This latest automotive study was published in the Journal of Laryngology and Otology. It basically stated that at 86km/h the noise exposure reached volumes similar to a construction site and at around 110km/hm it was like spending the night on the dancefloor at a local nightspot. The noise levels achieved when cruising at 110km/h with the top down meant that the drivers experienced 90decibel noise levels, which is on par with being a meter away from either a police siren or a pneumatic drill.
The tests were carried out on vehicles which included convertible versions of the Porsche 911, the Nissan 350Z and the Saab Aero. It also found out that those that drive convertibles usually make things worse if they turn up the volumes on their radio/stereo systems while driving with the top down. The other thing they discovered is that there are noise spikes when convertibles pass or are passed by lorries and large vehicles. These factors are detrimental to hearing too.
'In light of the results, we are recommending that drivers be advised to drive with the top closed when travelling for extended periods at speeds exceeding 85.3kmph’ said Dr Anthony Mikulec, of the Saint Louis University School of Medicine. He further added that 'Long duration driving at high speeds with the top open will increase the risk of hearing damage.' In fact, you are advised to don earplugs if you insist on leaving the top down.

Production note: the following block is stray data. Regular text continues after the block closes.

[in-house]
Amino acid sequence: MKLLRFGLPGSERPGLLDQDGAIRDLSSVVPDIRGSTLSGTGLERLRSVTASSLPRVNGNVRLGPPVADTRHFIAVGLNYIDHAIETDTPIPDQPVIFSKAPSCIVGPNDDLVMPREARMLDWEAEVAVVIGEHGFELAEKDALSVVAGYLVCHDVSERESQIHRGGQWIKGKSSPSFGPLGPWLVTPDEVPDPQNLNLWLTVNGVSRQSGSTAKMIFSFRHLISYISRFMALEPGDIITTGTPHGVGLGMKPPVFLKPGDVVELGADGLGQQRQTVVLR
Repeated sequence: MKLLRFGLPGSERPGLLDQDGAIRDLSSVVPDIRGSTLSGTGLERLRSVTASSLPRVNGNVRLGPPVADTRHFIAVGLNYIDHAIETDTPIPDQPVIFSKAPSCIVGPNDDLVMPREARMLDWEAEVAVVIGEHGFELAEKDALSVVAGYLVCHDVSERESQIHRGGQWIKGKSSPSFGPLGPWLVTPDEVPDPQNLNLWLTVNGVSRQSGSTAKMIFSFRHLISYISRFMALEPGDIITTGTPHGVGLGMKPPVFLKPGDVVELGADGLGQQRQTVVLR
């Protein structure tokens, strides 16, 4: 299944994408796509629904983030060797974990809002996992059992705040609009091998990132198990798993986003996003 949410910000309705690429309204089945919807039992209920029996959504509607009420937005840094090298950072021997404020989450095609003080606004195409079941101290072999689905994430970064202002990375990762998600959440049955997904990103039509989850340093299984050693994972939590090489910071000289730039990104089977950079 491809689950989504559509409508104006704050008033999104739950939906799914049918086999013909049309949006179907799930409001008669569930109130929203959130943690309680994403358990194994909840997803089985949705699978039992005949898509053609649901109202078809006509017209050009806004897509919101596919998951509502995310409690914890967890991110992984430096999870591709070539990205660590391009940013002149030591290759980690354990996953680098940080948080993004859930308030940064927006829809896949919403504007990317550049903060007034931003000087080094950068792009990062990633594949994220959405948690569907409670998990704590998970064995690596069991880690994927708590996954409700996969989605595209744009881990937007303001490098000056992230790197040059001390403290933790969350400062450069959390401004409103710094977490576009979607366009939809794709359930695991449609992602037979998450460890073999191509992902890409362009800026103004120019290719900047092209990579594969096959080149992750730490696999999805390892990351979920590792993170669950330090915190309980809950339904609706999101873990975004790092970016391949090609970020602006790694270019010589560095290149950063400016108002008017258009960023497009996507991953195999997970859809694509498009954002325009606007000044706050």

And this mood spoiling piece of news came right after yours truly over here did over 200km in a 1954 MGTF1500 with its top down. Luckily my average speed on the North South Highway was 80-90km/h as this old gal had only 4 gears, incredibly ridiculous scuttle shake (it was a convertible designed right after World War II – what would you expect?) and NVH (noise, vibration, harshness) that would make a Suzuki Alto feel like a Mercedes E-class. However, I am glad to report that I still have my hearing and THAT it is extremely doubtful that any individual driving a convertible can stand OR maintain driving to anywhere at precisely 85.3km/h.
I do love these scientists, a.k.a spoilsports, as they can come up with research showing that we have to drive a speeds with a decimal point threshold before something detrimental actually happens. What next? A study showing that you wig or hairpiece will actually lift off from one’s head at precisely 67.9km/h if you’re driving a BMW 645i convertible?